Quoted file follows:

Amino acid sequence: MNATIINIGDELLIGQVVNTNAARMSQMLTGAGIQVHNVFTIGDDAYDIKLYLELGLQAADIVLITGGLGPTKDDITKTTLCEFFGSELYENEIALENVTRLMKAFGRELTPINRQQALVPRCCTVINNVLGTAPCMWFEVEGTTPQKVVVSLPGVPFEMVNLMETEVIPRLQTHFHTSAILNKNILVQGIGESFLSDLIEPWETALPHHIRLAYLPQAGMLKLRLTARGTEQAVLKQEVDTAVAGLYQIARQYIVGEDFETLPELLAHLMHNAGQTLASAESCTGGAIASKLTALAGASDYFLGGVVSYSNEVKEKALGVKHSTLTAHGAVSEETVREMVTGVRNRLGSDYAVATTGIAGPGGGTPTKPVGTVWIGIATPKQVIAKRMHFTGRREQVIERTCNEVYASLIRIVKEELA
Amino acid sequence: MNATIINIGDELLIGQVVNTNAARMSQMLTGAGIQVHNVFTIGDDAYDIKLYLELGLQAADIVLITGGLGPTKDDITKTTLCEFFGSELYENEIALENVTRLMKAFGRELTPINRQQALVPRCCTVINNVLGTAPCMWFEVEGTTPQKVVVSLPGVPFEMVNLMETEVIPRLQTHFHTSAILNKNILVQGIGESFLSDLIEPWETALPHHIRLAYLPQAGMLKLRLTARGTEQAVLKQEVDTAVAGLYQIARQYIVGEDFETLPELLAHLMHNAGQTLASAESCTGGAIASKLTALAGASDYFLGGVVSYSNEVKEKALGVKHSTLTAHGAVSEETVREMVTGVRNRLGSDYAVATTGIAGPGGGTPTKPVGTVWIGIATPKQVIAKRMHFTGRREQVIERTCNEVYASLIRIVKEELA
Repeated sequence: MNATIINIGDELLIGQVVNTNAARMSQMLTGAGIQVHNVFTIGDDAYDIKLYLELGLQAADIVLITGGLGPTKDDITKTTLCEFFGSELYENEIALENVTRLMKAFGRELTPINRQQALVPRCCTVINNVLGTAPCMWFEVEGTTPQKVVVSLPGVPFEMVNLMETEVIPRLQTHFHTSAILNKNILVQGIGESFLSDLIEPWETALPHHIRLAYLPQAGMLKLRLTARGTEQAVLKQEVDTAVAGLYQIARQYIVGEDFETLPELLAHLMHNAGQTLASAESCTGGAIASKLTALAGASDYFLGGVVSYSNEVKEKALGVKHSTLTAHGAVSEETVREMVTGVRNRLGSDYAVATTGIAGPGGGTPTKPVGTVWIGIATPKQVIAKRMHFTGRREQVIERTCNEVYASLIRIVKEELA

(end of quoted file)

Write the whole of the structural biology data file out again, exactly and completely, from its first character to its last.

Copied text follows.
Amino acid sequence: MNATIINIGDELLIGQVVNTNAARMSQMLTGAGIQVHNVFTIGDDAYDIKLYLELGLQAADIVLITGGLGPTKDDITKTTLCEFFGSELYENEIALENVTRLMKAFGRELTPINRQQALVPRCCTVINNVLGTAPCMWFEVEGTTPQKVVVSLPGVPFEMVNLMETEVIPRLQTHFHTSAILNKNILVQGIGESFLSDLIEPWETALPHHIRLAYLPQAGMLKLRLTARGTEQAVLKQEVDTAVAGLYQIARQYIVGEDFETLPELLAHLMHNAGQTLASAESCTGGAIASKLTALAGASDYFLGGVVSYSNEVKEKALGVKHSTLTAHGAVSEETVREMVTGVRNRLGSDYAVATTGIAGPGGGTPTKPVGTVWIGIATPKQVIAKRMHFTGRREQVIERTCNEVYASLIRIVKEELA
Amino acid sequence: MNATIINIGDELLIGQVVNTNAARMSQMLTGAGIQVHNVFTIGDDAYDIKLYLELGLQAADIVLITGGLGPTKDDITKTTLCEFFGSELYENEIALENVTRLMKAFGRELTPINRQQALVPRCCTVINNVLGTAPCMWFEVEGTTPQKVVVSLPGVPFEMVNLMETEVIPRLQTHFHTSAILNKNILVQGIGESFLSDLIEPWETALPHHIRLAYLPQAGMLKLRLTARGTEQAVLKQEVDTAVAGLYQIARQYIVGEDFETLPELLAHLMHNAGQTLASAESCTGGAIASKLTALAGASDYFLGGVVSYSNEVKEKALGVKHSTLTAHGAVSEETVREMVTGVRNRLGSDYAVATTGIAGPGGGTPTKPVGTVWIGIATPKQVIAKRMHFTGRREQVIERTCNEVYASLIRIVKEELA
Repeated sequence: MNATIINIGDELLIGQVVNTNAARMSQMLTGAGIQVHNVFTIGDDAYDIKLYLELGLQAADIVLITGGLGPTKDDITKTTLCEFFGSELYENEIALENVTRLMKAFGRELTPINRQQALVPRCCTVINNVLGTAPCMWFEVEGTTPQKVVVSLPGVPFEMVNLMETEVIPRLQTHFHTSAILNKNILVQGIGESFLSDLIEPWETALPHHIRLAYLPQAGMLKLRLTARGTEQAVLKQEVDTAVAGLYQIARQYIVGEDFETLPELLAHLMHNAGQTLASAESCTGGAIASKLTALAGASDYFLGGVVSYSNEVKEKALGVKHSTLTAHGAVSEETVREMVTGVRNRLGSDYAVATTGIAGPGGGTPTKPVGTVWIGIATPKQVIAKRMHFTGRREQVIERTCNEVYASLIRIVKEELA